Pastor and Christian Leadership Resources

Serving While Suffering

Serving While Suffering

Another proof that you are on your way to your destiny when you are stuck on a detour is when God gives you a ministry to other people who are going through the same or similar things that you are. He gives you people to serve while you are suffering.

The next portion of Joseph’s story reveals this to us in his life:

After this, the Egyptian king’s cupbearer and baker offended their master, the king of Egypt. Pharaoh was angry with his two officers, the chief cupbearer and the chief baker, and put them in custody in the house of the captain of the guard in the prison where Joseph was confined. The captain of the guard assigned Joseph to them, and he became their personal attendant. And they were in custody for some time. (Gen. 40:1–4)

Two of Pharaoh’s most trusted servants, his cupbearer and his baker, got in some hot water themselves. Since they were under the sentence of death, they were probably seen as part of an assassination plot to Pharaoh. Landing in jail, they came under Joseph’s care. Later on in the story we will discover that these two jailbirds hold the key to Joseph’s destiny. But before God would ever use that key to unlock anything in Joseph’s life, he first wanted Joseph to help these two men. Joseph had to learn to look beyond his own misery and see how he could be used to help others before God would promote him to his ultimate kingdom assignment.

The tendency when you are suffering is to be self-absorbed. It’s a normal tendency in all of us. If you hear about other people with problems, you don’t care to help them because you want to spend all of your emotional energy on nursing your own wounds. But the key to overcoming your own suffering is actually the opposite. You are to look for people going through a similar thing as yourself and find a way to minister to them while you wait on God to minister to you. Joseph, noticing their sad faces, ministered to them (Gen. 40:6–8).

What many people do is get selfish in their suffering. But the righteous response to suffering is to help someone else. One of the ways God moves you through your detours is through your ministry. If you are unwilling to minister to someone else, you could be delaying your own destiny by increasing the length of your detour. Being self-centered may actually cause you to miss out on the blessing God has in store for you.

When the two men in jail needed someone to help them, Joseph was there. Joseph wasn’t so busy wallowing in his own self- pity that he didn’t have time for
anyone else. The two men had a
 dream, and dreams were Joseph’s
 specialty. Interpreting both dreams
 for the men, he used the gift God
 had given him to help someone
 else. We’ll see later on how Joseph’s being willing to interpret their dreams actually got him out of the prison.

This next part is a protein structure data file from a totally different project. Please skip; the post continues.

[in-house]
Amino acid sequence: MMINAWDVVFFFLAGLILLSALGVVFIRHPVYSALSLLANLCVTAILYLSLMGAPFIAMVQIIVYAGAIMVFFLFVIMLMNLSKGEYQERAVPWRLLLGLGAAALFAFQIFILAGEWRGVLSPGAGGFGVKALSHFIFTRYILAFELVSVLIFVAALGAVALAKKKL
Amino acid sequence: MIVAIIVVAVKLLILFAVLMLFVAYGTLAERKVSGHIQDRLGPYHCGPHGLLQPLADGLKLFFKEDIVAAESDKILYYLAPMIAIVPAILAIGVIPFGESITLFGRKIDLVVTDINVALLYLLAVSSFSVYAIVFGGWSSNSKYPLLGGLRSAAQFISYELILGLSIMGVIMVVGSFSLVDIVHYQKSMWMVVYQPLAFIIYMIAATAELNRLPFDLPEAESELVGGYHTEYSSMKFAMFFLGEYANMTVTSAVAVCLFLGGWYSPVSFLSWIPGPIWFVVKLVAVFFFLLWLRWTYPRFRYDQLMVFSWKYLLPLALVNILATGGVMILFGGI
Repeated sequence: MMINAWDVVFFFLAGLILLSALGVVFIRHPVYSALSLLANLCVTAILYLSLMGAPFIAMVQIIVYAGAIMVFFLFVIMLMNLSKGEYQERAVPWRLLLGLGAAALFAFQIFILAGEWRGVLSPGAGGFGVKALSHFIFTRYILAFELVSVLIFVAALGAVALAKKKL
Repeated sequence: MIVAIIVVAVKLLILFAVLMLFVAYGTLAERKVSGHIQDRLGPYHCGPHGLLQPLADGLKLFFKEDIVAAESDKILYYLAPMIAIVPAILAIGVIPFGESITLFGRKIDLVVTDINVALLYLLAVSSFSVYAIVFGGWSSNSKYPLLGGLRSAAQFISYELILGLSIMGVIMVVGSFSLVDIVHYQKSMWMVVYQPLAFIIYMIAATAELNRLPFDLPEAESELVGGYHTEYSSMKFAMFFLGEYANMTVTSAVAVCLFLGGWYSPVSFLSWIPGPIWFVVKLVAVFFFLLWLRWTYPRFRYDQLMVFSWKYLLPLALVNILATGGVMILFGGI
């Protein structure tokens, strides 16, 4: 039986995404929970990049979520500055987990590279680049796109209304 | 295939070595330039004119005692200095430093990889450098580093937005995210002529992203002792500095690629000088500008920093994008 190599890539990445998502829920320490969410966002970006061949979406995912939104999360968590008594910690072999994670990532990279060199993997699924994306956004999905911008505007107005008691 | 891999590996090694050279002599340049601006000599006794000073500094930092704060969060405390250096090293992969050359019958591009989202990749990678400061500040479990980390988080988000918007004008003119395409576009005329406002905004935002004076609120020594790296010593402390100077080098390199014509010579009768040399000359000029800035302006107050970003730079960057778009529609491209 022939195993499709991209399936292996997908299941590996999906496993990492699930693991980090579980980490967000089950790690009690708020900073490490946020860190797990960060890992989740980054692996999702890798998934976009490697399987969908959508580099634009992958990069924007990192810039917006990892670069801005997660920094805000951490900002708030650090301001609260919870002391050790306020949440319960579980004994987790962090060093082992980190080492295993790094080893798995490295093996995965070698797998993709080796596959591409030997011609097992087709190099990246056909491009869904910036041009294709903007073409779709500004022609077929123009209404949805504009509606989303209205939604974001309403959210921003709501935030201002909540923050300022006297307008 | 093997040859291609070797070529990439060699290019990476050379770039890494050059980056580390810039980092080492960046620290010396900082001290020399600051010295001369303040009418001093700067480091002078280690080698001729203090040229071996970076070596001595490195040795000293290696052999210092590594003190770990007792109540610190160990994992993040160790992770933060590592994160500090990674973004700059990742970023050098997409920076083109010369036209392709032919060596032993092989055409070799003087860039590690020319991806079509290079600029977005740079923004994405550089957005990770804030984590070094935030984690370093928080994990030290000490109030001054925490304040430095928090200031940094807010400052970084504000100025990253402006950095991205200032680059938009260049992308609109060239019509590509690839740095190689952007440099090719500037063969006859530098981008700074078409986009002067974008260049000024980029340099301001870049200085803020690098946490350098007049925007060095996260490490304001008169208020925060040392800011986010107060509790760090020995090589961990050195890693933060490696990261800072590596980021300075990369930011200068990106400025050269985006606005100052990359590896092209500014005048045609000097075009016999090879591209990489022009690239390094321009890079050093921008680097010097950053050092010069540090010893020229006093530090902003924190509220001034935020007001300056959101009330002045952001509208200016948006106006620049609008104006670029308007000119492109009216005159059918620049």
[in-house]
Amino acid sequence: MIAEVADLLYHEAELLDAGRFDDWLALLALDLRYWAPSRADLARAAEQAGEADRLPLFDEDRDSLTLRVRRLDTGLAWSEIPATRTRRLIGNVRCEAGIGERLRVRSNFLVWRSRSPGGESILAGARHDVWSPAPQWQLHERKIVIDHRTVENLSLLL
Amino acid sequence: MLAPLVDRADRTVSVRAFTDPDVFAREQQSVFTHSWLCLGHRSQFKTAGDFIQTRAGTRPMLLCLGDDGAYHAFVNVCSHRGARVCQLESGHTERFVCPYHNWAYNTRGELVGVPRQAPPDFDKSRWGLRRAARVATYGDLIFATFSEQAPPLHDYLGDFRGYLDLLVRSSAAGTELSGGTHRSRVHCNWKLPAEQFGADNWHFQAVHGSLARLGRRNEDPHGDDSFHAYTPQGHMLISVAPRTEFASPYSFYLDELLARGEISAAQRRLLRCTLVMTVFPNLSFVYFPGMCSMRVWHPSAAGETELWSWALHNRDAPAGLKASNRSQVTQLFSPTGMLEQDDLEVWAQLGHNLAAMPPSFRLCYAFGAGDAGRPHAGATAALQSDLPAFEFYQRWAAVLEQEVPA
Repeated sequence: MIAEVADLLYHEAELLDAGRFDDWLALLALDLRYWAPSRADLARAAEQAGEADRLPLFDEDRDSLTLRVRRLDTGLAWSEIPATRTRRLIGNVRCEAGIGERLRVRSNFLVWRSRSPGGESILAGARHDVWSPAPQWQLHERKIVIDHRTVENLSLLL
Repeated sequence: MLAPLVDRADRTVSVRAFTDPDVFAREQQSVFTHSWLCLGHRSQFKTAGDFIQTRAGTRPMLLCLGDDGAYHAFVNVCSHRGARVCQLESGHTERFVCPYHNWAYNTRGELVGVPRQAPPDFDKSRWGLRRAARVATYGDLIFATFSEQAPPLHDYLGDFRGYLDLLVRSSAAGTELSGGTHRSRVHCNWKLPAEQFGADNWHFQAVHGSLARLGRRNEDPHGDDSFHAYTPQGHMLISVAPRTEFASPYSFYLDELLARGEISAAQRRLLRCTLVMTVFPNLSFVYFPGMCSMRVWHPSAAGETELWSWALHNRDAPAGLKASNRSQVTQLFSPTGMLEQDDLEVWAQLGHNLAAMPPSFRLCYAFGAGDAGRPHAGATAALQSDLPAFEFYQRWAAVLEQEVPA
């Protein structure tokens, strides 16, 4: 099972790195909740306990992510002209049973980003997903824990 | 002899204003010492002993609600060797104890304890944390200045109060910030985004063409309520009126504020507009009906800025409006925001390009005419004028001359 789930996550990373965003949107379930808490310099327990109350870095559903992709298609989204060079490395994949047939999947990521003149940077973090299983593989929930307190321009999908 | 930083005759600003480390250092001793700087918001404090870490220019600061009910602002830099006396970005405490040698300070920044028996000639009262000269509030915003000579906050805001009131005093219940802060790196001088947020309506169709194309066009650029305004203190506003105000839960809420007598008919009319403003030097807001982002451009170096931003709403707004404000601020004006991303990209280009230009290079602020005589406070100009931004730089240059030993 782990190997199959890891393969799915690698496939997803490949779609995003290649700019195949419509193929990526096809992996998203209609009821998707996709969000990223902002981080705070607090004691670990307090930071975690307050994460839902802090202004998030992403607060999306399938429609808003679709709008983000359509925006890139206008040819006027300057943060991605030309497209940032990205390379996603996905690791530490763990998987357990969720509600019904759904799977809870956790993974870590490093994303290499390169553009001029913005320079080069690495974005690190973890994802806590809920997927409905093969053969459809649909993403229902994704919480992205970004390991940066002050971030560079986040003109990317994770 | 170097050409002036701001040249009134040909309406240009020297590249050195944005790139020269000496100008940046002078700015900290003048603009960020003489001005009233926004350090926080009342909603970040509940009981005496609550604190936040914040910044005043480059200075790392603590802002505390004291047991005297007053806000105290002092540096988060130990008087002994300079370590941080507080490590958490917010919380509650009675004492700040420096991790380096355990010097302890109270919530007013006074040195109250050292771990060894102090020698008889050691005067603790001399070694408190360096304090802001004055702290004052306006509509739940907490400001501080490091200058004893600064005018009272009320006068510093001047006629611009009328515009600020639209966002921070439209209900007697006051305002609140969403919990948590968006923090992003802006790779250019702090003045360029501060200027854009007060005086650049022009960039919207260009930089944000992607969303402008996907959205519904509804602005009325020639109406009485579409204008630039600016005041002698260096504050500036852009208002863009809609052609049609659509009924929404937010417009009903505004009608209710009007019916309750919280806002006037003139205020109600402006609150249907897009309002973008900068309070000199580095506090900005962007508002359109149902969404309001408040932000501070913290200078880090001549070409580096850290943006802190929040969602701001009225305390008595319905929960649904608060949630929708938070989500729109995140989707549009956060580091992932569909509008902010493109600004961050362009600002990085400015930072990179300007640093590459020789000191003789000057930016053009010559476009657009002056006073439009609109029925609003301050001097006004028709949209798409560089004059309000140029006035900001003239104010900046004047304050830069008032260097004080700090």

If you want to see God show up in your detour and take you to your destiny, look for other people to serve. You don’t have to be sophisticated about it; just use the gift God has given you when you see someone who may need it. God wants to use your detours to help others in theirs as well. Noah ministered while he waited for rain. Ruth ministered while she waited for God to change her situation. Rebecca drew water for a stranger’s camels while she waited for God to provide her with a mate. They all ministered in the midst of waiting—during the delay of their detour.

Be careful not to miss your ministry because of your misery. God uses ministry to recharge your spiritual batteries while you wait. As 2 Corinthians tells us, God has a reason for the comfort, favor, and kindness He gives us in the middle of our troubles. It says, “He comforts us in all our affliction, so that we may be able to comfort those who are in any kind of affliction, through the comfort we ourselves receive from God. For as the sufferings of Christ overflow to us, so through Christ our comfort also overflows” (1:4–5). God not only desires for us to connect vertically with Him. He also wants to use us to connect horizontally with each other. It needs to be both ways to fully live out the greatest and second greatest commandments, which are to love God first and love others as ourselves. If you are in a detour, find a way to encourage someone else who is in the same or similar situation that you are in.

You rarely find someone alone on a detour. Typically, there is a line of cars being rerouted and moving slowly.

Excerpted from Detours: The Unpredictable Path to Your Destiny (January 2017). B&H Publishing Group. Used with Permission.

Dr. Tony Evans is founder and senior pastor of Oak Cliff Bible Fellowship in Dallas, founder and president of The Urban Alternative, former chaplain of the NFL’s Dallas Cowboys, and present chaplain of the NBA’s Dallas Mavericks. His radio broadcast, The Alternative with Dr. Tony Evans, can be heard on nearly 1,000 US radio outlets daily and in more than 130 countries. You can find him on Twitter, Instagram, and Facebook @drtonyevans or visit his website

Image courtesy:

Publication date: January 4, 2017